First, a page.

A comprehensive guide to Currency Market
If you plan to take up Currency Trading but are unsure where and how to start, here is a quick guide that will help you kick-start your Forex Market journey.
What exactly is it?
Currency Trading refers to buying and selling of international currencies in the foreign exchange market. It is also called Forex Trading. What you should know is that currencies are always bought or sold in pairs. So, your trading decision will move in the direction that you think a currency will depend on another currency.
For instance, if you think that the US Dollar will strengthen against the Rupee in the future, you can trade in the USD/INR pair. If the current value of the USD/INR is 75, $1 is equal to Rs. 75. Since you are bullish on the Dollar, you can buy the USD/INR at this price and sell it later when the value of the US currency goes up compared with the Indian Rupee.
Similarly, there are other cross-currency pairs where you can place your trading bets in India like GBP/USD, EUR/USD or USD/JPY. Remember that the first currency mentioned in any pair is the base currency and the second quote currency.
Before getting into Currency Trading, remember that the Forex Market always deals in lots, not in a single currency unit. This means that you cannot buy 1 USD/INR unit like you can buy one share of XYZ company in the stock market. You must purchase at least one lot of the USD/INR pair, which refers to the minimum size of trade you make as a currency trader.
The lot size for trading in any currency pair in India is usually 1,000 units of the base currency. In the case of the USD/INR pair, the lot size would be $1,000, or around Rs. 75,000 (assuming the current exchange rate is 75).
Why do currency prices fluctuate?
Currency prices are constantly changing. The key factors that trigger the movement in the price of any currency vis-à-vis another currency include geopolitical developments, trade flows, the general economic condition of a country, etc. Moreover, the Currency Market is a highly liquid one that stays active 24*7 with trading happening globally in various time zones. This contributes to the quick change in the prices of currency pairs.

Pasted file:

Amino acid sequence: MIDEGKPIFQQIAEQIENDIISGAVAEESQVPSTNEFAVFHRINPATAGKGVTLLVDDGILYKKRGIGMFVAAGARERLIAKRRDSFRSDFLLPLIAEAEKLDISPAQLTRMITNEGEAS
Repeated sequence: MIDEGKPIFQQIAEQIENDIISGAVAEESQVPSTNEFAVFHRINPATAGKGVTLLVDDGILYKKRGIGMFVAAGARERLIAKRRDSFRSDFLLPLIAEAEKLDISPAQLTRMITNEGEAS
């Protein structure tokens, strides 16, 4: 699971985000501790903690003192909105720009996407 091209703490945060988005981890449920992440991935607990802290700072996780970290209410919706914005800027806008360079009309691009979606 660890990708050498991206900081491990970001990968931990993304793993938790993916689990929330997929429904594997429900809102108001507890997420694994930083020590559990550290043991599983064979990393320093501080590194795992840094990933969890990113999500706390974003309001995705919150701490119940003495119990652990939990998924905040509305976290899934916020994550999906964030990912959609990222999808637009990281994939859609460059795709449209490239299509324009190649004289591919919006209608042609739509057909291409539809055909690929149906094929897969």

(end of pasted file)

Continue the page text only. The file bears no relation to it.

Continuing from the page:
Types of Currency Market
The Currency Market is of two types: spot and derivatives market. In the spot market, currencies are bought and sold 'on the spot'. This means that the delivery of the currency happens as soon as the trade gets settled. On the other hand, the derivatives market is where the Currency Futures and Options get traded. Derivatives allow investors to buy/sell a currency at a future date at a previously fixed price.
In India, an investor can trade only in the derivatives market and not in the spot market. Also, currency derivatives here get cash settled. This means that no actual delivery of currency takes place on the expiry of the derivatives contract. The payment is made in cash, equivalent to the value of the underlying asset.
How to start Currency Trading in India?
If you want a Currency Trading guide, start by opening a Forex Trading Account with a broker registered with India's Securities and Exchange Board. Submit all the KYC (know your customer) details to your broker and deposit the required margin amount.
Then, you get the login and password details from your broker to begin trading on its proprietary Forex Trading platform. These platforms connect brokers with the forex market. In India, currency derivatives get traded on the National Stock Exchange, Bombay Stock Exchange, and Metropolitan Stock Exchange. The trading usually happens from 9 AM to 5 PM.
You can place your orders through your broker or their platform and then settle the trades in cash on the expiry of contracts.
Disclaimer - ICICI Securities Ltd. ( I-Sec). Registered office of I-Sec is at ICICI Securities Ltd. - ICICI Venture House, Appasaheb Marathe Marg, Prabhadevi, Mumbai - 400 025, India, Tel No : 022 - 6807 7100. The contents herein above shall not be considered as an invitation or persuasion to trade or invest. I-Sec and affiliates accept no liabilities for any loss or damage of any kind arising out of any actions taken in reliance thereon. The contents herein above are solely for informational purpose and may not be used or considered as an offer document or solicitation of offer to buy or sell or subscribe for securities or other financial instruments or any other product. Investments in securities market are subject to market risks, read all the related documents carefully before investing. The contents herein mentioned are solely for informational and educational purpose. The securities quoted are exemplary and are not recommendatory.